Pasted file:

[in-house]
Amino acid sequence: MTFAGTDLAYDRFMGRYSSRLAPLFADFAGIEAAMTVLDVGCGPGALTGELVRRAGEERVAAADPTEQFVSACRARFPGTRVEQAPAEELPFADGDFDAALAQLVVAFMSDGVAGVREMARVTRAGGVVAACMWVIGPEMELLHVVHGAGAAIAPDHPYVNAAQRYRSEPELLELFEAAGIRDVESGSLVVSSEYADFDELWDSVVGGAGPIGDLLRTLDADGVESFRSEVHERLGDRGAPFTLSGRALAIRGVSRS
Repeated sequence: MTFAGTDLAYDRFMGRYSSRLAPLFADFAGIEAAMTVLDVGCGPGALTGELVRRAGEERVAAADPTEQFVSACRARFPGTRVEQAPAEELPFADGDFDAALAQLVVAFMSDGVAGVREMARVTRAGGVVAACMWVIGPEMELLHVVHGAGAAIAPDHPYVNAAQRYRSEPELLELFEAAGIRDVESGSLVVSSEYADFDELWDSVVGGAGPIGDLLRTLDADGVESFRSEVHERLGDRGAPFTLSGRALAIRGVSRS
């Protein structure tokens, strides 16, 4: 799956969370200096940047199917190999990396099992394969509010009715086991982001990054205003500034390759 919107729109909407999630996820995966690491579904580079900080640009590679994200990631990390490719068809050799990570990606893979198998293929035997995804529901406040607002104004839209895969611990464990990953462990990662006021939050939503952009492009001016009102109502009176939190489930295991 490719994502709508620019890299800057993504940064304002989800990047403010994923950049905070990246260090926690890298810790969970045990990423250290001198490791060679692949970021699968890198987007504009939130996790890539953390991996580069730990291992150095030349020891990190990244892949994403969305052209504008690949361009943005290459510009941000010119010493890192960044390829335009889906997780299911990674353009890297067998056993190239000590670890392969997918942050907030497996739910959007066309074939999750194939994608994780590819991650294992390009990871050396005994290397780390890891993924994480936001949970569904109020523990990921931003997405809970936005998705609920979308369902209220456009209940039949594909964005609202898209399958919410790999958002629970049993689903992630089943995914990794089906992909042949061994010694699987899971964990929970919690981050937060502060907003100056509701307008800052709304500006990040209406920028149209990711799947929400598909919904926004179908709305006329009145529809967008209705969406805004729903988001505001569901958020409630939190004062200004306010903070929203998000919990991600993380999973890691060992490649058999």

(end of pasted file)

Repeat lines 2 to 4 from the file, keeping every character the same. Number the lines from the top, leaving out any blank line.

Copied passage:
Amino acid sequence: MTFAGTDLAYDRFMGRYSSRLAPLFADFAGIEAAMTVLDVGCGPGALTGELVRRAGEERVAAADPTEQFVSACRARFPGTRVEQAPAEELPFADGDFDAALAQLVVAFMSDGVAGVREMARVTRAGGVVAACMWVIGPEMELLHVVHGAGAAIAPDHPYVNAAQRYRSEPELLELFEAAGIRDVESGSLVVSSEYADFDELWDSVVGGAGPIGDLLRTLDADGVESFRSEVHERLGDRGAPFTLSGRALAIRGVSRS
Repeated sequence: MTFAGTDLAYDRFMGRYSSRLAPLFADFAGIEAAMTVLDVGCGPGALTGELVRRAGEERVAAADPTEQFVSACRARFPGTRVEQAPAEELPFADGDFDAALAQLVVAFMSDGVAGVREMARVTRAGGVVAACMWVIGPEMELLHVVHGAGAAIAPDHPYVNAAQRYRSEPELLELFEAAGIRDVESGSLVVSSEYADFDELWDSVVGGAGPIGDLLRTLDADGVESFRSEVHERLGDRGAPFTLSGRALAIRGVSRS
């Protein structure tokens, strides 16, 4: 799956969370200096940047199917190999990396099992394969509010009715086991982001990054205003500034390759 919107729109909407999630996820995966690491579904580079900080640009590679994200990631990390490719068809050799990570990606893979198998293929035997995804529901406040607002104004839209895969611990464990990953462990990662006021939050939503952009492009001016009102109502009176939190489930295991 490719994502709508620019890299800057993504940064304002989800990047403010994923950049905070990246260090926690890298810790969970045990990423250290001198490791060679692949970021699968890198987007504009939130996790890539953390991996580069730990291992150095030349020891990190990244892949994403969305052209504008690949361009943005290459510009941000010119010493890192960044390829335009889906997780299911990674353009890297067998056993190239000590670890392969997918942050907030497996739910959007066309074939999750194939994608994780590819991650294992390009990871050396005994290397780390890891993924994480936001949970569904109020523990990921931003997405809970936005998705609920979308369902209220456009209940039949594909964005609202898209399958919410790999958002629970049993689903992630089943995914990794089906992909042949061994010694699987899971964990929970919690981050937060502060907003100056509701307008800052709304500006990040209406920028149209990711799947929400598909919904926004179908709305006329009145529809967008209705969406805004729903988001505001569901958020409630939190004062200004306010903070929203998000919990991600993380999973890691060992490649058999």